A few days ago, actress Yami Gautam Dhar tweeted about how, as she married a Kashmir Pandit (directed by Aditya Dhar), she was informed about the “atrocities this peaceful community has gone through”. Referring to the recently released The Kashmir archives of Vivek Agnihotri whose unprecedented success has swept the fraternity and tickets, Yami even urged everyone to watch and support the film.
Speaking to HT City, Yami says, “We are very happy to receive the film. And it’s not just success or numbers, but it shows what people are connected to or want to see or how they feel. “It’s something we have never seen before, so it has connected everyone and most importantly, people now feel liberated when they feel that they have been heard and have had the opportunity to express what they have wanted to say for so many years.”
The actor, who was last seen in an online movie One Thursday, He continues, “We have read or heard about it (leaving Kashmir) briefly, but we have never learned the details of what exactly happened. When I met Aditya and his family, [they told me] all of this has actually happened. And it’s so painful. That’s the truth and a lot has to be said. “
However, he confesses that he has not seen the film yet: “I will see it as soon as I can. I’m just busy shooting and night shifts and promoting a movie (Dasvi). And The Kashmir archives it’s not a movie you can just squeeze in time and go or watch after you pick it up. So I want to take my time … It does not go anywhere in the theaters. It’s not going to be an easy clock, as you can see from the reactions of everyone who has watched it. “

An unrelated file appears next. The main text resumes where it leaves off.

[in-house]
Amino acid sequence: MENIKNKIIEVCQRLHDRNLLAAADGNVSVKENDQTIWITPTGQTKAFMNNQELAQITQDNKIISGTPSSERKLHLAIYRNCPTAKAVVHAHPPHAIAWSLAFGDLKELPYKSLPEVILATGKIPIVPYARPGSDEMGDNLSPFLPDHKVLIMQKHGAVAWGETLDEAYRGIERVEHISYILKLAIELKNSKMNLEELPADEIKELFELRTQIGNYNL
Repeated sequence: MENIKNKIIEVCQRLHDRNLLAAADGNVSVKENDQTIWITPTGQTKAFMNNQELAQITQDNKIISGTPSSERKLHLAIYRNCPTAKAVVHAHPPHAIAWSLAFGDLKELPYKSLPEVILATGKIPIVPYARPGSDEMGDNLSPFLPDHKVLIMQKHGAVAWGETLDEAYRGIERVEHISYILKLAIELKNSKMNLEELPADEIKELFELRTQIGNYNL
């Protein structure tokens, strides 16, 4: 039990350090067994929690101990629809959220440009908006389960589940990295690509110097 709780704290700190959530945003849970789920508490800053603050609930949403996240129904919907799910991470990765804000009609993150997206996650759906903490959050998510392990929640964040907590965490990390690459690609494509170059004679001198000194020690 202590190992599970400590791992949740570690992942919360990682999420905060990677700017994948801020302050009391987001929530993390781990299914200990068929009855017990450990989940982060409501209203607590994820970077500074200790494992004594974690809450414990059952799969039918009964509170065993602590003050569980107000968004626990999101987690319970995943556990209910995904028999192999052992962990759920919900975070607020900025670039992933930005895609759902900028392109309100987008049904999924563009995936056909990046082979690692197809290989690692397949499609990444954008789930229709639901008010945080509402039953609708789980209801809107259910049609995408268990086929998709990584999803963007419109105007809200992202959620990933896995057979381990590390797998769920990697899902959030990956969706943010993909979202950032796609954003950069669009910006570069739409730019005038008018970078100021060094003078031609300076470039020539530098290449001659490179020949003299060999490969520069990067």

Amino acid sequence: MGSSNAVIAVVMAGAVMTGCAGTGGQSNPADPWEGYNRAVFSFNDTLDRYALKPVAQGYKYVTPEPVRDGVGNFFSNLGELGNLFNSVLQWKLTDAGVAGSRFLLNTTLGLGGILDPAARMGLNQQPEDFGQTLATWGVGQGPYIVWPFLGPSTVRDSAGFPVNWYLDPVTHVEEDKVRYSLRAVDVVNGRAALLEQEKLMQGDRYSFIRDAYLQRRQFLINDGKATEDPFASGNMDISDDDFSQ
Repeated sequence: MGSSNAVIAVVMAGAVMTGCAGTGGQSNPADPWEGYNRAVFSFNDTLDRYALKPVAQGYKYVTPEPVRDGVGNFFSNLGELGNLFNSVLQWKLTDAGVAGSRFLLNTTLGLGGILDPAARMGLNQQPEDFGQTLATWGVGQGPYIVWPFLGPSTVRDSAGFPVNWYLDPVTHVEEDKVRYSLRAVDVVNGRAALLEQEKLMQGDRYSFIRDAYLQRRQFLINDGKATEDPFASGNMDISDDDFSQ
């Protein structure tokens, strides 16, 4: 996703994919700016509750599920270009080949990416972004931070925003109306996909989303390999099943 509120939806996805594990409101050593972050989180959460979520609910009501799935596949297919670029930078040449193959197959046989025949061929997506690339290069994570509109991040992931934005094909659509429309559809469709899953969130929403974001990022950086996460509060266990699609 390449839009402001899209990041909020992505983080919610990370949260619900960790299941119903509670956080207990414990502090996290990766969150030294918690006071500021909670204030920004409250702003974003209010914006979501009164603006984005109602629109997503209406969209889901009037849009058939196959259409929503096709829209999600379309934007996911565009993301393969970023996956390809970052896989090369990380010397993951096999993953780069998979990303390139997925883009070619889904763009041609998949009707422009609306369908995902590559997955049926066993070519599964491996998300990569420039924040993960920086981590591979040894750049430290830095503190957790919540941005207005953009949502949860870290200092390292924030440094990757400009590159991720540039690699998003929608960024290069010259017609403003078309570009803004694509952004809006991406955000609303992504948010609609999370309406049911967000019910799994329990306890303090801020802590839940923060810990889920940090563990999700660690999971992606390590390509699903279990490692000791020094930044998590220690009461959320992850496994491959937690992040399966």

With that said, Yami reveals that Aditya booked a ticket and arrived at the theater as well. “But he just couldn’t see the movie,” he says.
“He went alone and tried but he could not enter the room. It was very overwhelming for him. He said it would be very traumatic to see all these memories again. It would be very painful and emotional to gather the courage to watch and relive the past even if it is [via] a movie.”
Asked if it bothers them that the film is being touted as propaganda to divide people or incite hatred, Yami claims that The Kashmir archives is far from all that.
“This is beyond filmmaking,” he continues. If you are a part of something that you believe in and you really like, then you stay in it. When you know the intention inside you [with which] something has happened [being tagged as a propaganda] it’s even more painful. “
Referring to the trolls or the section of society that raises questions about the intentions behind this film, Yami further adds that they should talk to the victims: “If one feels differently, why not talk to people who have been gone for years in these refugee camps? So many of them are still there and it has become a home for them. I think they could respond to these people [asking questions] better.”
Agreeing with the fact that there will always be people with different opinions, Yami concludes, “I would love to follow the feelings of the majority, with my truth, with what I have heard and with those I trust. And so many people can not lie. Emotional pain [shown in The Kashmir Files] is beyond all these discussions and agendas. “
Interaction with the author /@monikarawal
“Typical alcohol specialist. Music evangelist. Total travel scholar. Internet buff. Passionate entrepreneur.”